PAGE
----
And of course as a socially-responsible leadership, Senator Lawan declared that “the 9th Senate shall focus on legislative intervention as a matter of urgency, to effect a change of course in Security, Economy, Criminal Legislation Reform, Public Finance Management Legislations, Anti-Corruption, Youth Unemployment and Substance Abuse, improve Standard of Education, Healthcare Services and other fundamental needs of Nigerians………..I commit to giving life to my vision of a united, productive and people centred 9th Senate that is dedicated to the Nigerian people….The Senate, under my leadership, will jealously guard its independence while diligently playing its part in ensuring that the task of national development moves forward with urgency.”

And by way of stressing the empathetic posture of the 9th Senate primarily with a view to changing the narratives through transparency and people-oriented actions, Lawan further stated that “in the laws we enact, in the oversight and representations we undertake, the wellbeing of the Nigerian people will always be our priority. While putting the foregoing into effect, we shall use all available channels to ensure a regular flow of information to the general public and encourage feedback and dialogue so that we remain responsive to the Nigerian people that we were elected to serve. I am confident that, in no time, we shall transform the public perception of the Senate positively.”

For an analytical mind debateably, the Senate President has successfully alerted the public on where the 9th senate is coming from and where it is heading to, for public understanding and cooperation.

And clearly, his colleagues, the law makers, corporately have since affirmed their resolve to walk the talks of their leader with every social, moral and political conviction. This can be validated by the proceedings and general activities of the senate so far. Be it in relation to cases of killing in South Africa of a Nigerian woman, viral video of a senator assaulting a lady in Abuja, Islamic Movement of Nigeria (Shitte sect)’s bloody protests, suspected herdsmen killings, Ijegun Pipelines explosion in Rivers State, SSANU and NASU threatened strike actions, confirmation of Chief Justice of Nigeria, and the manner they over-stretched themselves for screening of ministerial nominees, the 9th Senate is no doubt deliberately committed to national interest and public expectations. This senate has indeed demonstrated that it has the capacity to manage our diversity.

It is an African saying that the signs for a good day are first noticed in the morning, and also that as a man makes his bed, so shall he lay on it. Therefore, there have been sufficient proofs that these senators are ahead of the country in foresight. And one redeeming feature of this 9th senate is its people-oriented stance. Its philosophy recognizes that because sovereignty resides with the people, government must not only be accountable to the people, but place them at the centre stage of every decision-making process. This senate exhibits therefore responsiveness, transparency and accountability as operational guides. And of a particular mention is the professed determination to address frontally the recurring issues of the law makers’ pay packages, which has created huge image and reputational crises for the National Assembly.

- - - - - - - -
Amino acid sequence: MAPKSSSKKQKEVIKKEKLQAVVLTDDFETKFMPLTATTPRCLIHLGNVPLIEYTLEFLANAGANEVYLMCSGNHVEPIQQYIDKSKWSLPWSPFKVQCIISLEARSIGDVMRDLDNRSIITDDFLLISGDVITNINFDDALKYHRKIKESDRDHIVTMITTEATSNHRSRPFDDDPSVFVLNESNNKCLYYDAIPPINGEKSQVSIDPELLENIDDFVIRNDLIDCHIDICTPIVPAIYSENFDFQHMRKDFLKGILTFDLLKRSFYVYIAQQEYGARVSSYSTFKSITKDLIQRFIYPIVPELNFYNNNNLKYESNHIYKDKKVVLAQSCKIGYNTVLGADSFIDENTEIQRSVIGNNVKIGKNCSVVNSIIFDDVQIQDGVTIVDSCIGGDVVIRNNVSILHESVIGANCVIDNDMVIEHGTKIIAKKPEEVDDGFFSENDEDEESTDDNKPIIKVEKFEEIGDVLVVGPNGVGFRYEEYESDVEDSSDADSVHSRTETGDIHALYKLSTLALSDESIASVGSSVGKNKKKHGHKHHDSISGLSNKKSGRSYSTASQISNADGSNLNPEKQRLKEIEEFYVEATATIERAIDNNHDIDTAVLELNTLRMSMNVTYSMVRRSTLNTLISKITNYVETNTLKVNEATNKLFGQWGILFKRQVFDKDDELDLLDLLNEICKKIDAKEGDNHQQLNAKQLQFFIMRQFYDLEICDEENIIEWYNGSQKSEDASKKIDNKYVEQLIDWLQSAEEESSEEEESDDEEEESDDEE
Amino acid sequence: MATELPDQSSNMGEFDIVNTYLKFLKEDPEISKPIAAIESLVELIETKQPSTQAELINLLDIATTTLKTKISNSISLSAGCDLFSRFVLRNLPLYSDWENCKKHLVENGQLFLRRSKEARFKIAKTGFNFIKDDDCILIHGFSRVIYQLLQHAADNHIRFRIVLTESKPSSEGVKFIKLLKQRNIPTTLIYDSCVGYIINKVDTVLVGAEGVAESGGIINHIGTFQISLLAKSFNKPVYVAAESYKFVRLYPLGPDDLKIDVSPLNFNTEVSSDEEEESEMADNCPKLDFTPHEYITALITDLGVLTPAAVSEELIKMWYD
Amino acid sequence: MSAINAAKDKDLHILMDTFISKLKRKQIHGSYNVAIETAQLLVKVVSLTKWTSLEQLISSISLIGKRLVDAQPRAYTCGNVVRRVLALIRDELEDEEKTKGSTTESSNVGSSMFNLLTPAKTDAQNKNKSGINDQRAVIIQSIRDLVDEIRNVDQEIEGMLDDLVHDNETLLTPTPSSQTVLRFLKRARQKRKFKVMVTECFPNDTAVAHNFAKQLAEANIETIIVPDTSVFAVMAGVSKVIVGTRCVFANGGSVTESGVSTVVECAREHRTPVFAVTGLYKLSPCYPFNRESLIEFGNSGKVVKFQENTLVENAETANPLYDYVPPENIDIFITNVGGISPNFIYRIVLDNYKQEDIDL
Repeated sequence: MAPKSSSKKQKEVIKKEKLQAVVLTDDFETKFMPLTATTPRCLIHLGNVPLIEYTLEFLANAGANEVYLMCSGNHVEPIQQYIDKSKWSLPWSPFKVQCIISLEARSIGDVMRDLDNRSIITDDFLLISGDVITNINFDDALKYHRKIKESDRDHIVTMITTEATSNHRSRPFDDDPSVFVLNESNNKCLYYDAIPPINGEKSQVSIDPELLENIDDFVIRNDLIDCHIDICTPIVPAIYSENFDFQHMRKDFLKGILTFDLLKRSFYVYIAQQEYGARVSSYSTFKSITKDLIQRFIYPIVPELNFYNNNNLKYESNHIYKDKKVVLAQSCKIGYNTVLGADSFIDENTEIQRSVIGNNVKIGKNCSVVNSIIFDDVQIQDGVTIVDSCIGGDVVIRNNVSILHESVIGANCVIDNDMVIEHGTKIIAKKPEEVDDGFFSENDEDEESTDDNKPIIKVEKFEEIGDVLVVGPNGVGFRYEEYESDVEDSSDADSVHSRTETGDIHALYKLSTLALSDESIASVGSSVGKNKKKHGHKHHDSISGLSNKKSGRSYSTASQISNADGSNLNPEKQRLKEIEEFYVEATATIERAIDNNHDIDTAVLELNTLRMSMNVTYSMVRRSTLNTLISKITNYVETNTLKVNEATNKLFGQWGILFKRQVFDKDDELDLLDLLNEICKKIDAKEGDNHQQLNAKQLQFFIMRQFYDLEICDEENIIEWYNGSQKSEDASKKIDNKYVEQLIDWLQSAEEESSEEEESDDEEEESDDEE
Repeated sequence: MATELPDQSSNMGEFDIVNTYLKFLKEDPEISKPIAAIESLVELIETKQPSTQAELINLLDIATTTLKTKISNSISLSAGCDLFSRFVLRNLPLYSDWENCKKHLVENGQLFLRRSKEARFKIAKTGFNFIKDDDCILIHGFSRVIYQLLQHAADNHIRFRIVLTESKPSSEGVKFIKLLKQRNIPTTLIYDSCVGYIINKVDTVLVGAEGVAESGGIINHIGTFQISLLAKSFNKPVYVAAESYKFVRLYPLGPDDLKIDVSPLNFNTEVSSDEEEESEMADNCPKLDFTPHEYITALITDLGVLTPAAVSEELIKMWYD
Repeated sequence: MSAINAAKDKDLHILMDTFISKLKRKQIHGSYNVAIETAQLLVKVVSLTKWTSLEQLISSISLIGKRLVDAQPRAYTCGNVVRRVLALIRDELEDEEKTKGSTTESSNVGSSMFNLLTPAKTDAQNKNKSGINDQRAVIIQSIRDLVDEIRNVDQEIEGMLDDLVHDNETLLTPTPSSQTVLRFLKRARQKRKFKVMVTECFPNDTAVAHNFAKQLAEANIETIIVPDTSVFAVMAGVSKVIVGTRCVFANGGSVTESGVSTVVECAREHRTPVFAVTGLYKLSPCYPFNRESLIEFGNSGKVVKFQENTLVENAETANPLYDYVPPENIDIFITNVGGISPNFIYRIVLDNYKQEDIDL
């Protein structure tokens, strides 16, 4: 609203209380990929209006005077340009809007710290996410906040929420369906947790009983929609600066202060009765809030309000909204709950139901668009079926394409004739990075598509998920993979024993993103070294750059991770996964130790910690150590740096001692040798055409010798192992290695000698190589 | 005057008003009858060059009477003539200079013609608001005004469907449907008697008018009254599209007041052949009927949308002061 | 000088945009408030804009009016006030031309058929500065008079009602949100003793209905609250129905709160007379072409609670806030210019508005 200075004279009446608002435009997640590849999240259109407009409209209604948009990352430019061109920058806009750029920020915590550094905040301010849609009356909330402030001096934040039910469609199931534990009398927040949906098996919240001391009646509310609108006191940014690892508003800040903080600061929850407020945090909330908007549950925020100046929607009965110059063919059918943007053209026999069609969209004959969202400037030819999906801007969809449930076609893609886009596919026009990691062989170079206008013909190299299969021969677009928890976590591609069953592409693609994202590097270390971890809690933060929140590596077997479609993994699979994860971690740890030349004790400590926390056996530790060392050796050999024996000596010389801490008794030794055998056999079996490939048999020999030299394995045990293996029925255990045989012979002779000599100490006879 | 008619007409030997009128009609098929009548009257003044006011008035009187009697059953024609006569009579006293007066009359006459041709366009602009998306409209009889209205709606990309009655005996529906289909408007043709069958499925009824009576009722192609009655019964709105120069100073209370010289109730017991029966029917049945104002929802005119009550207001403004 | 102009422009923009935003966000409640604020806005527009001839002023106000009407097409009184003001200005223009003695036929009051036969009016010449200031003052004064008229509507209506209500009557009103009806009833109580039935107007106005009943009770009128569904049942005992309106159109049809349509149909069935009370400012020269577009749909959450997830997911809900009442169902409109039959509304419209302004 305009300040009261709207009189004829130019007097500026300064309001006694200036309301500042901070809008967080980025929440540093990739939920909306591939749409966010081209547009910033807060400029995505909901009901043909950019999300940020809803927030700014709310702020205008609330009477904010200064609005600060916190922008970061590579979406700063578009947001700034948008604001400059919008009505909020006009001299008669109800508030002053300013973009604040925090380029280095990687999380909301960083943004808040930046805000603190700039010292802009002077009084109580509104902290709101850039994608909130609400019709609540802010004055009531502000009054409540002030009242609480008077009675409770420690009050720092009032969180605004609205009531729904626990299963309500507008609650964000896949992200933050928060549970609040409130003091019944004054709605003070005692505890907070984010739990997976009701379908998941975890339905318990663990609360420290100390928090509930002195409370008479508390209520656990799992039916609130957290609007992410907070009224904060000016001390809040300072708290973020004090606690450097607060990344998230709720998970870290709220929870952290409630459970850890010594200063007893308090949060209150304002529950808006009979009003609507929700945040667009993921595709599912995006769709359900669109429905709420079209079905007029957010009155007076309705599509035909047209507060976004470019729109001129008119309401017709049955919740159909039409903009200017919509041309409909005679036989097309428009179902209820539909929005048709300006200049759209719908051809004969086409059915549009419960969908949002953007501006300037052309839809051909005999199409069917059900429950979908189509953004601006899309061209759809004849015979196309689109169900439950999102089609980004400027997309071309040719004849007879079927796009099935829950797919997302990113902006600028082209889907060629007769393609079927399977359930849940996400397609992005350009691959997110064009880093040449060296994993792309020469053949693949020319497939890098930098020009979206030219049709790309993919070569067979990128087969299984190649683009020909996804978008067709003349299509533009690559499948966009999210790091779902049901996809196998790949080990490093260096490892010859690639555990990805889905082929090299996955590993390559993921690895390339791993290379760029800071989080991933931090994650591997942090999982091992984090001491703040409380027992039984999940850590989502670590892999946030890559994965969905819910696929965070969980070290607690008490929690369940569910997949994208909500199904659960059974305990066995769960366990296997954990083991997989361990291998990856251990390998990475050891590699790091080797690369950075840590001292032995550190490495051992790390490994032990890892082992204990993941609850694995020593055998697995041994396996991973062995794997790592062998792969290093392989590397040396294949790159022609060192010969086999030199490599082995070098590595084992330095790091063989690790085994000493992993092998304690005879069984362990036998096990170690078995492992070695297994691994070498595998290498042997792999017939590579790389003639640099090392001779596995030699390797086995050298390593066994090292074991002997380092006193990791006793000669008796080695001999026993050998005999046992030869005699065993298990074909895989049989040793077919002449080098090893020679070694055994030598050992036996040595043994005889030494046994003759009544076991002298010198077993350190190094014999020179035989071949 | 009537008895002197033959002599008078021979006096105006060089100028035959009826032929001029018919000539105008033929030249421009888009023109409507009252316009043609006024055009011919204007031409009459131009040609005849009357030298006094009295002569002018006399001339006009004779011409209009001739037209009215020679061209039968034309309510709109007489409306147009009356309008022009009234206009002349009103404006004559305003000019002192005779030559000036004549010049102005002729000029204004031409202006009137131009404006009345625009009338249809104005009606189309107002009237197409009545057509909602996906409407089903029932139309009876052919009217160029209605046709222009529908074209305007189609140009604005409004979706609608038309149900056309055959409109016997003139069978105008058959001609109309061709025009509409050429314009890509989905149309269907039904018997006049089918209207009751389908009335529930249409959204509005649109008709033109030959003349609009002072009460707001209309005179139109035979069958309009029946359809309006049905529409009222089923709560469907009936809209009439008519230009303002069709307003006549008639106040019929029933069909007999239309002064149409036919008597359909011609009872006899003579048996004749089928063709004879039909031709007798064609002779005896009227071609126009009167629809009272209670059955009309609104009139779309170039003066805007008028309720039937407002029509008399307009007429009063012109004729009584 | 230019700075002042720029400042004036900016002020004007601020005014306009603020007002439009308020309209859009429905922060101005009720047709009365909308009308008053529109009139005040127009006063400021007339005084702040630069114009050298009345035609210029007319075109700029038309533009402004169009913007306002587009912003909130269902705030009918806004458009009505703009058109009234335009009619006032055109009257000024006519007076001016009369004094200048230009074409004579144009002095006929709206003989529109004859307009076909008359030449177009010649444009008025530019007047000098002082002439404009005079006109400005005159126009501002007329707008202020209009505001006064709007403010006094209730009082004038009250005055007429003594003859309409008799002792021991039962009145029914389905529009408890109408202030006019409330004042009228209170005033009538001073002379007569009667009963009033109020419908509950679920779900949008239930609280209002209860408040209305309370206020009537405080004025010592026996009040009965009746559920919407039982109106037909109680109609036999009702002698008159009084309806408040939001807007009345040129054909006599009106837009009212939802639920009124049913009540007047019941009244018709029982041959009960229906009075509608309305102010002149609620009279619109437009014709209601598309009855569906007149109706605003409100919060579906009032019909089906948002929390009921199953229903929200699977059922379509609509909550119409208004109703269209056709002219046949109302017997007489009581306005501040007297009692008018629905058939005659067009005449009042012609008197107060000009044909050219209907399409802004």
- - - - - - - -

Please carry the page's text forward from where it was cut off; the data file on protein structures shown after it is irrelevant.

Candidly the 9th senate going by this Agenda and activities has so far recognized that participation is the fundamental principle of good governance, and as a result, shown resolve to be responsive to public pulse, remain disciplined and dedicated to the service of the people. It has offered a high degree of mobilization and zeal for followership necessary for a sustainable democracy dividends and national development.

Therefore it is expected of every progressive-minded Nigerian to dispassionately accept and cooperate with this senate at least for having put the right foot forward. The public should develop sufficient optimism that of a truth this is a turning point in Nigeria’s legislative peculiarities. Let this demonstration of resolve to align with national interest and public expectation instigate a more sober attitude in our engagement with the Senate. In engaging them, we should show democratic culture of tolerance and accommodation, fairness and objectivity and above all, let commitment to national interest guide all our activities, moving forward. We should accord them that deserving national acceptability and respect in return. This is imperative to elicit maximum accountability and transparency to ensure political stability, security and welfare of citizens.

Except we unwittingly wish to create potential bases for nonperformance, it is only a wishful thinking to assume that without our close and objective collaboration these representatives of ours could meet the ends for which we entrust them with our mandates or that meaningful development could take place.

The public including the civil societies, the media and other stakeholders should understand that constructive engagements rather than confrontational and unwarranted attacks are what can help keep these parliamentarians on course with a view to delivering on the set goals. Otherwise, beneficial and developmental reasons could have been drowned in the noises of the face-off and in the end undermine the opportunities for critical assessment of policies and programmes of governments by the overall masses. We have to do away with every suspicious or doubtful tendencies, if we must reap the due dividends of our democratic sacrifices.

But if we take to unreasonably attacking or criticizing them unfairly and in consequence become disconnected, then we are only breeding non-performance because we would have distracted them from the lofty agenda before us.

Egbo, a public relations practitioner, can be reached at monharles@yahoo.com